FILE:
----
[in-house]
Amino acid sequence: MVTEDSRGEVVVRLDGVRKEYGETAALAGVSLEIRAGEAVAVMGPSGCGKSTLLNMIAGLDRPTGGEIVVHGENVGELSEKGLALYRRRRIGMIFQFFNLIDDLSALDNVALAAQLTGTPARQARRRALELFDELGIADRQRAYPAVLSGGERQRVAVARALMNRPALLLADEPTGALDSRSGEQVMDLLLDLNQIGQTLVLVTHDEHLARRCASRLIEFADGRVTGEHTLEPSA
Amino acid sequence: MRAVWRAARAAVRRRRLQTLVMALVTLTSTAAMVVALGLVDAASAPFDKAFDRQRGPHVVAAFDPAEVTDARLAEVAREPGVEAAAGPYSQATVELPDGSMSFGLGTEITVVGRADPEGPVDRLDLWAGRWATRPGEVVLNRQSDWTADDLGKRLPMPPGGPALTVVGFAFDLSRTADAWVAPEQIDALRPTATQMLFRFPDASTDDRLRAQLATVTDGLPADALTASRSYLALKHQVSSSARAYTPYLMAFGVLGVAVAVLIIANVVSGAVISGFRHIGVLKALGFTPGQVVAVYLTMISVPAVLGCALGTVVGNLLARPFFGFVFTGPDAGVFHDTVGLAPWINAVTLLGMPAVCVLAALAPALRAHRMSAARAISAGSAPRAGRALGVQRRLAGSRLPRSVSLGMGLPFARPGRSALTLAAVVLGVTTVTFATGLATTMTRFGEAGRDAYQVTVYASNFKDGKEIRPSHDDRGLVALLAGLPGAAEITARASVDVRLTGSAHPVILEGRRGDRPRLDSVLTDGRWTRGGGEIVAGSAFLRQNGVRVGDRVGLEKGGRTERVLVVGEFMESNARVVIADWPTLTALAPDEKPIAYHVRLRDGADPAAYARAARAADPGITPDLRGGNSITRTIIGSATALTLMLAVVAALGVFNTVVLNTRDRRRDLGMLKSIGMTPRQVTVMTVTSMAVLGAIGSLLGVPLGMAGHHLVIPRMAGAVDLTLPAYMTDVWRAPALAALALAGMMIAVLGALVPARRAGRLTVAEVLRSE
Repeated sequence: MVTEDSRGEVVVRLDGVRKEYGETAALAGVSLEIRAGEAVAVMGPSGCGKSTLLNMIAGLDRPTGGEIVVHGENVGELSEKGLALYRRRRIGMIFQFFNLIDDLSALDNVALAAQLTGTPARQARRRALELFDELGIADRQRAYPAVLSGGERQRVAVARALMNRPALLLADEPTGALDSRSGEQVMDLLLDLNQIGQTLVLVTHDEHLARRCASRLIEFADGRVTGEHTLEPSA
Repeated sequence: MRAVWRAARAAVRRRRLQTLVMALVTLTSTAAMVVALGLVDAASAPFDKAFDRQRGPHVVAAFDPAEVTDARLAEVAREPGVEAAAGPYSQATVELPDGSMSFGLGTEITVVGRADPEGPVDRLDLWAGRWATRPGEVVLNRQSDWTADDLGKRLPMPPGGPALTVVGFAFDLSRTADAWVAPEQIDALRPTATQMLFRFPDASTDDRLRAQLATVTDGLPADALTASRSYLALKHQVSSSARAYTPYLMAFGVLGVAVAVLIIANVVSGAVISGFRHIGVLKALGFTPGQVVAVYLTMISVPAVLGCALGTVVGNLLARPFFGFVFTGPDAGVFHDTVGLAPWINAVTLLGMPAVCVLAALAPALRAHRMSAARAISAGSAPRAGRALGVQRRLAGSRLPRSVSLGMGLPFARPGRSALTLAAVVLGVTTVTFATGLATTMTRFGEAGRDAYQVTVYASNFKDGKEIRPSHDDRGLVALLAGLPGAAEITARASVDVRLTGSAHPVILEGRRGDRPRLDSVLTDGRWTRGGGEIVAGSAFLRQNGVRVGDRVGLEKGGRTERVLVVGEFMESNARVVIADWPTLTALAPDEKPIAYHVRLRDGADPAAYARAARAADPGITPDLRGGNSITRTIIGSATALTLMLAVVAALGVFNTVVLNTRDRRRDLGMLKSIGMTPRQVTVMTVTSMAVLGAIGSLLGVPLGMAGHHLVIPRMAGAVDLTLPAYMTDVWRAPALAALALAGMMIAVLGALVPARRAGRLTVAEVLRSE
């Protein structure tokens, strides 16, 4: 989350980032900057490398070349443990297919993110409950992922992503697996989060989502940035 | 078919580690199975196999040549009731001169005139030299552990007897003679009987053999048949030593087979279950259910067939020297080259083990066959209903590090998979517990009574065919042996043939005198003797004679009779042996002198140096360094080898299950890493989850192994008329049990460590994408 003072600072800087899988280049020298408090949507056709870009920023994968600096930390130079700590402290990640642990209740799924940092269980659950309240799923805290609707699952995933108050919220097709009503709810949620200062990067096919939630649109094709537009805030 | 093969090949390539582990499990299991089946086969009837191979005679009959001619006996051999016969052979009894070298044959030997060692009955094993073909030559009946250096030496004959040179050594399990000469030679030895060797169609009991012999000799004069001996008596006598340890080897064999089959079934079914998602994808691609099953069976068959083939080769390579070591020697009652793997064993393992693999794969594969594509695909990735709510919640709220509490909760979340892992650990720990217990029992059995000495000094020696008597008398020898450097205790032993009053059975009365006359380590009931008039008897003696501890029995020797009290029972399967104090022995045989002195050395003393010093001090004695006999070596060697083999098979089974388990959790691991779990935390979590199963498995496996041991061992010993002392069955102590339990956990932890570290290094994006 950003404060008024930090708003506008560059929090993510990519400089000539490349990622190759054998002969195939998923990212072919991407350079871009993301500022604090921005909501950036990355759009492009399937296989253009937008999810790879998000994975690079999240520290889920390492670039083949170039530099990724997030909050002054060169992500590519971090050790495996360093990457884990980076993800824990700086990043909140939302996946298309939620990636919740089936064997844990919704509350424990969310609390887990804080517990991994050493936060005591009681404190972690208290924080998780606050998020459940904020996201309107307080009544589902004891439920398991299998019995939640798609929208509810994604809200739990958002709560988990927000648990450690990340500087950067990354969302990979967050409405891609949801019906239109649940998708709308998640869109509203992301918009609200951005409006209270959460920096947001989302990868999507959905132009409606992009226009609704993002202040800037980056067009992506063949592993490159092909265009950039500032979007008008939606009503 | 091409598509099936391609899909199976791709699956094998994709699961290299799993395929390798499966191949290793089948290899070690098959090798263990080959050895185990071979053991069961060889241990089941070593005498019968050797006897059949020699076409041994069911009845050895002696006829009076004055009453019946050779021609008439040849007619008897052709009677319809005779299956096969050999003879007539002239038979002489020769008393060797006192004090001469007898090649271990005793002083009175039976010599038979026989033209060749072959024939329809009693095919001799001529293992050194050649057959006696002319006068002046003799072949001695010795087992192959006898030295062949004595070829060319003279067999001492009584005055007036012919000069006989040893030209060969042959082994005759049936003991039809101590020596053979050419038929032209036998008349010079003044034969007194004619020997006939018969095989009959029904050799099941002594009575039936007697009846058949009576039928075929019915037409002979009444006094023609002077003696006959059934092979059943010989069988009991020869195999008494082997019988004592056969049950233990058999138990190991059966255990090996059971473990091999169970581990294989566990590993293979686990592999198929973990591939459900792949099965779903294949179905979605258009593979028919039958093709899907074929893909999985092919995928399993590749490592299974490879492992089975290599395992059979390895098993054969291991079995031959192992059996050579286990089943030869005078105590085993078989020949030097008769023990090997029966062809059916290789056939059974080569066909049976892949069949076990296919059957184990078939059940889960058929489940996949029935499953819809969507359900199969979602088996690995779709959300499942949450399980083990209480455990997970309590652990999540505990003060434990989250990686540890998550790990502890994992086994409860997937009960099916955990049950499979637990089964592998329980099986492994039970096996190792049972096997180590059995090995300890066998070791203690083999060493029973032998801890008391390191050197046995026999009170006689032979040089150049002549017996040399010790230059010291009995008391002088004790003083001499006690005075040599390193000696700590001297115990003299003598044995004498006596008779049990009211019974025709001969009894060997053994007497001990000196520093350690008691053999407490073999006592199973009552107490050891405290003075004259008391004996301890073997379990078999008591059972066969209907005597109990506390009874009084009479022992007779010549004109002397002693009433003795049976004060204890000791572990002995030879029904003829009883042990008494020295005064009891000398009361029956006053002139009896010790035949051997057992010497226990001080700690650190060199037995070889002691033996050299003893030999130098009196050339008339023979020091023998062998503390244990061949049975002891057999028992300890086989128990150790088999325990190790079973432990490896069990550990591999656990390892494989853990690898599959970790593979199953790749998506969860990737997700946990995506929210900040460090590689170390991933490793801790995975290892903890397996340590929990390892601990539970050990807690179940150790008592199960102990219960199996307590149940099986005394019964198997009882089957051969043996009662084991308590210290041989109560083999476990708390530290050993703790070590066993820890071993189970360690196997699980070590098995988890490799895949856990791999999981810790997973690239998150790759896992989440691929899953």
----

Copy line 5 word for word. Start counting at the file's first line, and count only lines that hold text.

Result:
Repeated sequence: MRAVWRAARAAVRRRRLQTLVMALVTLTSTAAMVVALGLVDAASAPFDKAFDRQRGPHVVAAFDPAEVTDARLAEVAREPGVEAAAGPYSQATVELPDGSMSFGLGTEITVVGRADPEGPVDRLDLWAGRWATRPGEVVLNRQSDWTADDLGKRLPMPPGGPALTVVGFAFDLSRTADAWVAPEQIDALRPTATQMLFRFPDASTDDRLRAQLATVTDGLPADALTASRSYLALKHQVSSSARAYTPYLMAFGVLGVAVAVLIIANVVSGAVISGFRHIGVLKALGFTPGQVVAVYLTMISVPAVLGCALGTVVGNLLARPFFGFVFTGPDAGVFHDTVGLAPWINAVTLLGMPAVCVLAALAPALRAHRMSAARAISAGSAPRAGRALGVQRRLAGSRLPRSVSLGMGLPFARPGRSALTLAAVVLGVTTVTFATGLATTMTRFGEAGRDAYQVTVYASNFKDGKEIRPSHDDRGLVALLAGLPGAAEITARASVDVRLTGSAHPVILEGRRGDRPRLDSVLTDGRWTRGGGEIVAGSAFLRQNGVRVGDRVGLEKGGRTERVLVVGEFMESNARVVIADWPTLTALAPDEKPIAYHVRLRDGADPAAYARAARAADPGITPDLRGGNSITRTIIGSATALTLMLAVVAALGVFNTVVLNTRDRRRDLGMLKSIGMTPRQVTVMTVTSMAVLGAIGSLLGVPLGMAGHHLVIPRMAGAVDLTLPAYMTDVWRAPALAALALAGMMIAVLGALVPARRAGRLTVAEVLRSE